Holly Golightly & The Brokeoffs Medicine County

[Transdreamer; 2010]

Styles: country blues, retro, folk
Others: Kelly Hogan, Neko Case, Billy Childish

The British have an interesting history of taking up older or overlooked American music forms and reconfiguring them to their own ends. Revisionists will want to remind us that garage bands and close-to-the-source rural musicians never stopped playing folk and blues for appreciative audiences, and while that’s true, it’s also undeniable that UK bands like The Rolling Stones, The Kinks, and The Yardbirds helped introduce these styles to younger Yanks. And 45 years after the British Invasion, something unwaveringly appealing remains in those unlikely cross-culture records.

For 20 years, Holly Golightly has explored a similar path, first as a member of the Billy Childish-affiliated girl-group Thee Headcoatees and then as a solo artist since 1995. What’s interesting is that while the 60s groups looked to contemporary or, at best, 10- to 15-year-old R&B, country, rock ’n’ roll, folk, and blues records — music many of them grew up listening to — Golightly draws from the very same period, as if the past half century had never happened. She especially seems a peer to groups like The Kinks, since she covers so many of the tunes that act as her inspiration. But what looks on paper (or computer screen) like another exercise in nostalgia fortunately sounds on record (or MP3) a lot livelier and inspired than just another stuck-in-the-past act.

Golightly has always had country music influences, but recently she’s moved a whole lot closer to rural American music since performing with The Brokeoffs (old collaborator Lawyer Dave). She lives on a farm in rural Georgia now and recorded Medicine County in an abandoned church there; neat facts, maybe, but probably negligible to the sound of this album. She’s made a career out of playing with genre conventions, has obviously always adored American roots music, and certainly didn’t need to move to the South to “authenticate her soul.” She treats the music respectfully, without succumbing to the adoration or reverence that makes similar attempts sound so stilted. And though there’s rarely a hint of irony or tongue-in-cheek-ness to her music, it’s infused throughout with a sense of fun and adoration.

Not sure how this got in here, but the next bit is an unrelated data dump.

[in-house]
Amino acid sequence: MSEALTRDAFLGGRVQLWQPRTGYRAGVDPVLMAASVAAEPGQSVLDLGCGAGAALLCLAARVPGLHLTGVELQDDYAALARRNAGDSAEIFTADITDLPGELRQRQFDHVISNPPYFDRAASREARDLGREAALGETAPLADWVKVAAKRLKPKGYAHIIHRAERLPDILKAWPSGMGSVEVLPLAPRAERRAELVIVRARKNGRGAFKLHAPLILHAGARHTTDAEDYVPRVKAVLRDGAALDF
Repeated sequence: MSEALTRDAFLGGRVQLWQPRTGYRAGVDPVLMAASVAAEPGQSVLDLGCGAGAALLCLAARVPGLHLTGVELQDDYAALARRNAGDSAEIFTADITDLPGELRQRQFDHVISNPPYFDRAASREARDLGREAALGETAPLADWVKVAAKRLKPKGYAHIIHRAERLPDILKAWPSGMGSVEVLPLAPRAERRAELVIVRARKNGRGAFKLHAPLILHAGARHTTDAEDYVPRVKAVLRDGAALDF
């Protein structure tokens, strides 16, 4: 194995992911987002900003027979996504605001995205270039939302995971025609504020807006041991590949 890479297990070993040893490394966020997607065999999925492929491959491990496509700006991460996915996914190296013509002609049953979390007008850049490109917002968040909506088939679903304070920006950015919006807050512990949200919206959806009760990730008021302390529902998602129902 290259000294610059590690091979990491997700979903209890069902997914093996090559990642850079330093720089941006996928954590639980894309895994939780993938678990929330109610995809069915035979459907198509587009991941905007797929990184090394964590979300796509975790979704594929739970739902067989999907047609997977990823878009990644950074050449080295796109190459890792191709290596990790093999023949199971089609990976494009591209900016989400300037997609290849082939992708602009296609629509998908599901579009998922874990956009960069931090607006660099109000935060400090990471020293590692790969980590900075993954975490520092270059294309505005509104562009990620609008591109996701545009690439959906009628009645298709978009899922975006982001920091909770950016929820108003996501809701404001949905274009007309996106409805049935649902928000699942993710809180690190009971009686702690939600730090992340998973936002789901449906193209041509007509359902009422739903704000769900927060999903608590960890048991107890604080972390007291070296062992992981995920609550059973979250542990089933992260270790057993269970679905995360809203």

So fully has she absorbed the sound and temperament of country and blues that the eight original songs on Medicine Country are hardly differentiated from the two traditionals and two covers. Her songwriting displays the concern with religion (“When He Comes”), courtship (“Two Left Feet”), heartbreak (“Forget It”), drinking (“Medicine County”), and humor (take your pick) prevalent in old school country, and the music covers everything from the dirtier barroom/rockabilly side of country blues to folk tunes, reels, and ballads. Lawyer Dave sings quite a bit, which is fitting for an album primarily concerned with love affairs between men and women gone wrong (and occasionally right), and his voice sounds fine dueting with Golightly. But it’s her show, of course, and as her voice ranges from rough to cool to cooing, you might pause to consider both how long it’s been with us and how rarely it gets singled out as a unique instrument.

It’s hard to see Medicine County winning her any new fans, but for existing ones it’s a welcome release that shows her moving further into Americana (more in the old school sense, but, sure, in the No Depression sense, too.) I’d probably be considered a casual fan, though even a hardcore one would have to admit that her records can suffer a bit from lack of variety. That’s one of the reasons I’ve enjoyed her recent turn to more country-based material; it’s still unmistakably her, but she’s drawing from another, nearby well that ultimately shares the same source.

Links: Holly Golightly & The Brokeoffs - Transdreamer

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